WASHINGTON – The price of regular at a Shell gas station in Washington, D.C.’s Petworth neighborhood gleamed defiantly in the midday sun: $3.91 a gallon.
But unlike the customers rolling up to the station’s pumps last week, resigned to the fact that their wallets were about to take a beating, Rocky Twyman and company had a plan to bring that number tumbling down.
They would ask God to do it.
“Our pockets are empty, but we’re going to hold on to God!” Twyman, a community organizer from Rockville, Md., said as he and seven other people formed a semicircle, held hands and sang, pleading for divine intervention to lower fuel prices.
It was the latest demonstration by Twyman’s movement, Pray at the Pump, which began in April. Since then, he has held group prayers at gas stations as far away as San Francisco, garnering international media attention and even claiming success in at least a couple of cases.
Some would say the proof of whether Twyman has the ear of the Almighty is in the result. On the first day of the movement, April 23, the national average price of a gallon of unleaded was $3.53, according to AAA. As of Friday, it was $3.96.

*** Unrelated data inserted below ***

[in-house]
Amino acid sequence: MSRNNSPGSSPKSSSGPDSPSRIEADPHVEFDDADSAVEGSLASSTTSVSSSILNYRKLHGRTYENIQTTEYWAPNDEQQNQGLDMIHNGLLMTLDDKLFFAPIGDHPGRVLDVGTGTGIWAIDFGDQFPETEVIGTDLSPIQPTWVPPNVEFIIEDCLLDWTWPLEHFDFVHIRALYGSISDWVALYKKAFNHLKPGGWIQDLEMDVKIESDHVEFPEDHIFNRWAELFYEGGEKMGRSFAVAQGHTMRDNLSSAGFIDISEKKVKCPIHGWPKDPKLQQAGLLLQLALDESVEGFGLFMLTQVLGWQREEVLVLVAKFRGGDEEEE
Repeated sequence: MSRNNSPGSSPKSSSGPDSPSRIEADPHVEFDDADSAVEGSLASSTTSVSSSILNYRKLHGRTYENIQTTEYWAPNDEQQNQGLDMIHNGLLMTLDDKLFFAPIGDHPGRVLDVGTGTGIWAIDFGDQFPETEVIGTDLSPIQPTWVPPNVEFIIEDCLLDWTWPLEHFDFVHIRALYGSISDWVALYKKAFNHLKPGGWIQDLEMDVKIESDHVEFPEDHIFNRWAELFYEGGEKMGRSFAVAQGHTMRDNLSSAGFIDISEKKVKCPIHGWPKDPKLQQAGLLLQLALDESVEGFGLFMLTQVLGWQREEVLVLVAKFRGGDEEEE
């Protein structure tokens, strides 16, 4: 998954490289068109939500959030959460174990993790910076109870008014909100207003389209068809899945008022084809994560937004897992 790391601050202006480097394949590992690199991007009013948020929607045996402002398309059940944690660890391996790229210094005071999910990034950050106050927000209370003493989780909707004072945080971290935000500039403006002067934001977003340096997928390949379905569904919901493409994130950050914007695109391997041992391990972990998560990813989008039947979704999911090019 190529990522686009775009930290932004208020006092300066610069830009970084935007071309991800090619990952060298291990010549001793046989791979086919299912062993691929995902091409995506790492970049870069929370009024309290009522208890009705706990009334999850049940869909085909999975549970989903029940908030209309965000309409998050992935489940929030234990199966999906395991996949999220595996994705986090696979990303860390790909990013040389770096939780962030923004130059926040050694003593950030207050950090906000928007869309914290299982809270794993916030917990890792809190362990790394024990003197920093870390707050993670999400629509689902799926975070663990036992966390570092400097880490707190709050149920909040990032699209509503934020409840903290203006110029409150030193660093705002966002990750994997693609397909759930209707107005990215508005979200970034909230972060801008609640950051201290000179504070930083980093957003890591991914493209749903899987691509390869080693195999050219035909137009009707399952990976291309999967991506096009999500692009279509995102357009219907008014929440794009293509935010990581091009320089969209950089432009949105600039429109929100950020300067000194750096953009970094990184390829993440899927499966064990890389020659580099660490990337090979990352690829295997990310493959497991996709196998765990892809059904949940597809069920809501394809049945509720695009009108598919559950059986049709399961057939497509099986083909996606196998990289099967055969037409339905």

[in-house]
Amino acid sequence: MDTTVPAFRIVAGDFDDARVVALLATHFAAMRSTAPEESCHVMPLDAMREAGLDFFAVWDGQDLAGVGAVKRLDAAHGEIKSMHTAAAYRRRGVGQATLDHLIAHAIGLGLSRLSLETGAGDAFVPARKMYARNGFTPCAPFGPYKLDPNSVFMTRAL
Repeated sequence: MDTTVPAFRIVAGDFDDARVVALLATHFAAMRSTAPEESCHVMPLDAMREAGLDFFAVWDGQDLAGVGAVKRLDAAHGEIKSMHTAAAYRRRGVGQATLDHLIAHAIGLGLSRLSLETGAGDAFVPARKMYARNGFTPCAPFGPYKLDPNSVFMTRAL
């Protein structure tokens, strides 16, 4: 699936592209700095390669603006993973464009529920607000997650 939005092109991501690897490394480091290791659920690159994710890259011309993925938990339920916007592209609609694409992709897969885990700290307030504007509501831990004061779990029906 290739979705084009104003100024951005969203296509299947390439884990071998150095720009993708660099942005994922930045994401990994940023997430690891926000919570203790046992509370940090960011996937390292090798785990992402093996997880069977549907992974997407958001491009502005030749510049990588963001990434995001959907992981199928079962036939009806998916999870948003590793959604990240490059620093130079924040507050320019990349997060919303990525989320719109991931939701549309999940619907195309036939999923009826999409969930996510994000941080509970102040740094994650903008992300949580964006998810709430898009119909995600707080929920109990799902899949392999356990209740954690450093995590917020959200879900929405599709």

But Twyman said true faith does not demand instant gratification, and he plans to keep his pump-side prayers going “until God tells us to stop.”
“This whole thing is a wake-up call from God to Americans, because we idolize men so much,” said Twyman, 59, a public relations consultant and Seventh-day Adventist who believes that high gas prices are a sign of the apocalypse drawing nigh. “I think through this crisis, God is trying to call us back to depend on Him more.”
For the past several weeks, Twyman has assembled a group at a soup kitchen in the Petworth neighborhood of Northwest Washington where he volunteers.
They have driven to a gas station, locked hands, said a prayer, purchased gas and sung the civil rights anthem “We Shall Overcome,” with an added verse: “We’ll have lower gas prices.”
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